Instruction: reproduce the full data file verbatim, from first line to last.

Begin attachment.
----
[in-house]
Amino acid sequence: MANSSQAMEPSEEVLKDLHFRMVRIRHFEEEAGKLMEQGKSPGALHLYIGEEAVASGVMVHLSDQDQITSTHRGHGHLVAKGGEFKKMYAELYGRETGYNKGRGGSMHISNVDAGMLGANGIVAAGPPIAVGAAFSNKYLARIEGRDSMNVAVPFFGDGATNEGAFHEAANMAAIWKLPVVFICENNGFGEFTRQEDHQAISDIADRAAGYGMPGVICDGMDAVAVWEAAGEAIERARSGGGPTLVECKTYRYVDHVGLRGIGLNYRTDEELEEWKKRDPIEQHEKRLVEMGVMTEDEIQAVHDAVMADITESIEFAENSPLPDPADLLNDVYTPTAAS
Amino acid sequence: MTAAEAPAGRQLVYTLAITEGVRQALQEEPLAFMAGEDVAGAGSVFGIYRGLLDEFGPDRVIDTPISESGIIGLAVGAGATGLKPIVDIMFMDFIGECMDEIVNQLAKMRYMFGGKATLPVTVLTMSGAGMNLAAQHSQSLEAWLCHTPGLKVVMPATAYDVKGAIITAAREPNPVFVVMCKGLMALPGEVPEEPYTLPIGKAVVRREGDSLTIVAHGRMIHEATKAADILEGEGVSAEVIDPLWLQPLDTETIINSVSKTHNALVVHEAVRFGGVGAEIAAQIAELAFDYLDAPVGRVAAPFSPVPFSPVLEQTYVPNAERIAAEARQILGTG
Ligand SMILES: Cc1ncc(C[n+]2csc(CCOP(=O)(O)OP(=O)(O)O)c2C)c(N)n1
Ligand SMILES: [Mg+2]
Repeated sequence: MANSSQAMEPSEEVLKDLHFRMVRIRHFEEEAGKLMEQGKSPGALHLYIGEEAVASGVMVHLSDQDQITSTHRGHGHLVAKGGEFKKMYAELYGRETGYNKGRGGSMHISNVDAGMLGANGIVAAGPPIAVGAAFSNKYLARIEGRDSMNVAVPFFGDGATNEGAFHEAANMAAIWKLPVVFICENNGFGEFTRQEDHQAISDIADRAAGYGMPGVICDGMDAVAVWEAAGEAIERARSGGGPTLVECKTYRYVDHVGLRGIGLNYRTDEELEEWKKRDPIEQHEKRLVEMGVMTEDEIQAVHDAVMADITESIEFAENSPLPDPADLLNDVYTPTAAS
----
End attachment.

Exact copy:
[in-house]
Amino acid sequence: MANSSQAMEPSEEVLKDLHFRMVRIRHFEEEAGKLMEQGKSPGALHLYIGEEAVASGVMVHLSDQDQITSTHRGHGHLVAKGGEFKKMYAELYGRETGYNKGRGGSMHISNVDAGMLGANGIVAAGPPIAVGAAFSNKYLARIEGRDSMNVAVPFFGDGATNEGAFHEAANMAAIWKLPVVFICENNGFGEFTRQEDHQAISDIADRAAGYGMPGVICDGMDAVAVWEAAGEAIERARSGGGPTLVECKTYRYVDHVGLRGIGLNYRTDEELEEWKKRDPIEQHEKRLVEMGVMTEDEIQAVHDAVMADITESIEFAENSPLPDPADLLNDVYTPTAAS
Amino acid sequence: MTAAEAPAGRQLVYTLAITEGVRQALQEEPLAFMAGEDVAGAGSVFGIYRGLLDEFGPDRVIDTPISESGIIGLAVGAGATGLKPIVDIMFMDFIGECMDEIVNQLAKMRYMFGGKATLPVTVLTMSGAGMNLAAQHSQSLEAWLCHTPGLKVVMPATAYDVKGAIITAAREPNPVFVVMCKGLMALPGEVPEEPYTLPIGKAVVRREGDSLTIVAHGRMIHEATKAADILEGEGVSAEVIDPLWLQPLDTETIINSVSKTHNALVVHEAVRFGGVGAEIAAQIAELAFDYLDAPVGRVAAPFSPVPFSPVLEQTYVPNAERIAAEARQILGTG
Ligand SMILES: Cc1ncc(C[n+]2csc(CCOP(=O)(O)OP(=O)(O)O)c2C)c(N)n1
Ligand SMILES: [Mg+2]
Repeated sequence: MANSSQAMEPSEEVLKDLHFRMVRIRHFEEEAGKLMEQGKSPGALHLYIGEEAVASGVMVHLSDQDQITSTHRGHGHLVAKGGEFKKMYAELYGRETGYNKGRGGSMHISNVDAGMLGANGIVAAGPPIAVGAAFSNKYLARIEGRDSMNVAVPFFGDGATNEGAFHEAANMAAIWKLPVVFICENNGFGEFTRQEDHQAISDIADRAAGYGMPGVICDGMDAVAVWEAAGEAIERARSGGGPTLVECKTYRYVDHVGLRGIGLNYRTDEELEEWKKRDPIEQHEKRLVEMGVMTEDEIQAVHDAVMADITESIEFAENSPLPDPADLLNDVYTPTAAS